The Earth's crust is the Earth's hard outer layer. It is less than 1% of Earth's volume. The crust is made up of different types of rocks: igneous, metamorphic, and sedimentary rocks.

Below the crust is the mantle. The crust and the upper mantle make up the lithosphere. The lithosphere is broken up into tectonic plates that can move.

The crust is of two different types. One is the continental crust (under the land) and the other is the oceanic crust (under the ocean). The continental crust is thicker, 30 km (20 mi) to 50 km (30 mi) thick. It is mostly made of less dense, more felsic rocks, such as granite. The oceanic crust is thinner, 5 km (3 mi) to 10 km (6 mi) thick. It is made of denser, more mafic rocks, such as basalt.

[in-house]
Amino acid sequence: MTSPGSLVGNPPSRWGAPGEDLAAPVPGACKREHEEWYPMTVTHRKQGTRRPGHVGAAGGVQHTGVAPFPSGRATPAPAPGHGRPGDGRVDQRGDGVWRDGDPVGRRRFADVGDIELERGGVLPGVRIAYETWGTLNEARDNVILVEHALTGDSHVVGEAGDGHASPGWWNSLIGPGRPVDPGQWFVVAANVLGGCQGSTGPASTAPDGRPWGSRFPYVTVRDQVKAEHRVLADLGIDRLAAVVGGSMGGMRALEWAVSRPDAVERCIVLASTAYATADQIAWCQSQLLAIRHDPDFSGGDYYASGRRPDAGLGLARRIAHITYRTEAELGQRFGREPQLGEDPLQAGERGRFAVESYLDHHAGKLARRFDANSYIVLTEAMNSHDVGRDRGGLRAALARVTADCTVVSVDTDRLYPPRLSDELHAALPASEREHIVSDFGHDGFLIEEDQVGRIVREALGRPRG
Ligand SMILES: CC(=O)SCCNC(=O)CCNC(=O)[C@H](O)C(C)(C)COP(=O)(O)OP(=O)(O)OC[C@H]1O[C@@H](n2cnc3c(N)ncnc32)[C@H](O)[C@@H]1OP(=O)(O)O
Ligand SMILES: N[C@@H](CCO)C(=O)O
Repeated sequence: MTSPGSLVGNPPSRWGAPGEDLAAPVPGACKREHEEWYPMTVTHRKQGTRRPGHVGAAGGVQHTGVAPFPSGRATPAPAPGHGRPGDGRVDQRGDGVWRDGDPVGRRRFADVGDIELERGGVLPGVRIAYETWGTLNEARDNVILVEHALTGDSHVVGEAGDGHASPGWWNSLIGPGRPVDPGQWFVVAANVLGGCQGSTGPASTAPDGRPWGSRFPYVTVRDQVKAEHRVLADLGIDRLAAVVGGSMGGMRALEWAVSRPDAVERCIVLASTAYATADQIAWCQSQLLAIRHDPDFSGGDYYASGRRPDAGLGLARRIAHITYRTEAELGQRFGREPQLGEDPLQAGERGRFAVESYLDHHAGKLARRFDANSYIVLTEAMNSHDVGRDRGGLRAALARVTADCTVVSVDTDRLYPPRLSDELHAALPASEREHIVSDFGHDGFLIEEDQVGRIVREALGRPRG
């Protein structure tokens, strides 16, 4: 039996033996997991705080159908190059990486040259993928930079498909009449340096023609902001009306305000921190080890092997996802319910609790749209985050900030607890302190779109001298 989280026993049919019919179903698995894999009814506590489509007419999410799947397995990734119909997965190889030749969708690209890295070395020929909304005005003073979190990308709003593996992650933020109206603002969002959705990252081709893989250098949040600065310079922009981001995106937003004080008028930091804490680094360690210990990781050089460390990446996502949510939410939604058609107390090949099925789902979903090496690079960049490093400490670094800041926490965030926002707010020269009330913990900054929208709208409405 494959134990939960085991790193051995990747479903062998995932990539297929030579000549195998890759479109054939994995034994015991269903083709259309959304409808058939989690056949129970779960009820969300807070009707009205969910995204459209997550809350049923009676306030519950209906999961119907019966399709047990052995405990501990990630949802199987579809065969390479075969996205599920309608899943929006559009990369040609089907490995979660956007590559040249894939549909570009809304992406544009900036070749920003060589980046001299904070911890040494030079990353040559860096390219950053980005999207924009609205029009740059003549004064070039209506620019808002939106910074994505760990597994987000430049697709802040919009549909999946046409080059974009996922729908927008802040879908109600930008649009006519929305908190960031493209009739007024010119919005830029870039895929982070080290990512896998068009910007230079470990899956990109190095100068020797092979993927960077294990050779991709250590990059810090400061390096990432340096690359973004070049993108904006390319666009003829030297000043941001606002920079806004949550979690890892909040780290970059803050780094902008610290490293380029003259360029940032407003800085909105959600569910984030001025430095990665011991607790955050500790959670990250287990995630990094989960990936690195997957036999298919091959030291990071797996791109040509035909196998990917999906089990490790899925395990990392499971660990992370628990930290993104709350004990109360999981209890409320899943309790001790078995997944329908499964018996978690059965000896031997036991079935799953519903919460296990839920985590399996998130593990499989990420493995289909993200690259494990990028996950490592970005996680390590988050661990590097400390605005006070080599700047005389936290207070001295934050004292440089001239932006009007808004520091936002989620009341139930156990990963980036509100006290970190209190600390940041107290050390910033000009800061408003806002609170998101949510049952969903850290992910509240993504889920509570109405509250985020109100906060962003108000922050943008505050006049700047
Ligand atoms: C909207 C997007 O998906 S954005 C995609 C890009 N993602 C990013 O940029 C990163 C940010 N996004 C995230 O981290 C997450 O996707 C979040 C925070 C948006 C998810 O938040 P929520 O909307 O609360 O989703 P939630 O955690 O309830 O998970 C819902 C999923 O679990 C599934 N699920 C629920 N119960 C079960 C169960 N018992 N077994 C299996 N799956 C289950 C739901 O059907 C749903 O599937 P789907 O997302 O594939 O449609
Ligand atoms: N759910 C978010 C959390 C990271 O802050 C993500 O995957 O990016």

The temperature of the crust increases with depth because of geothermal energy. Where the crust meets the mantle the temperatures can be between 200 °C (392 °F) to 400 °C (752 °F). The crust is the coldest layer because it is exposed to the atmosphere.

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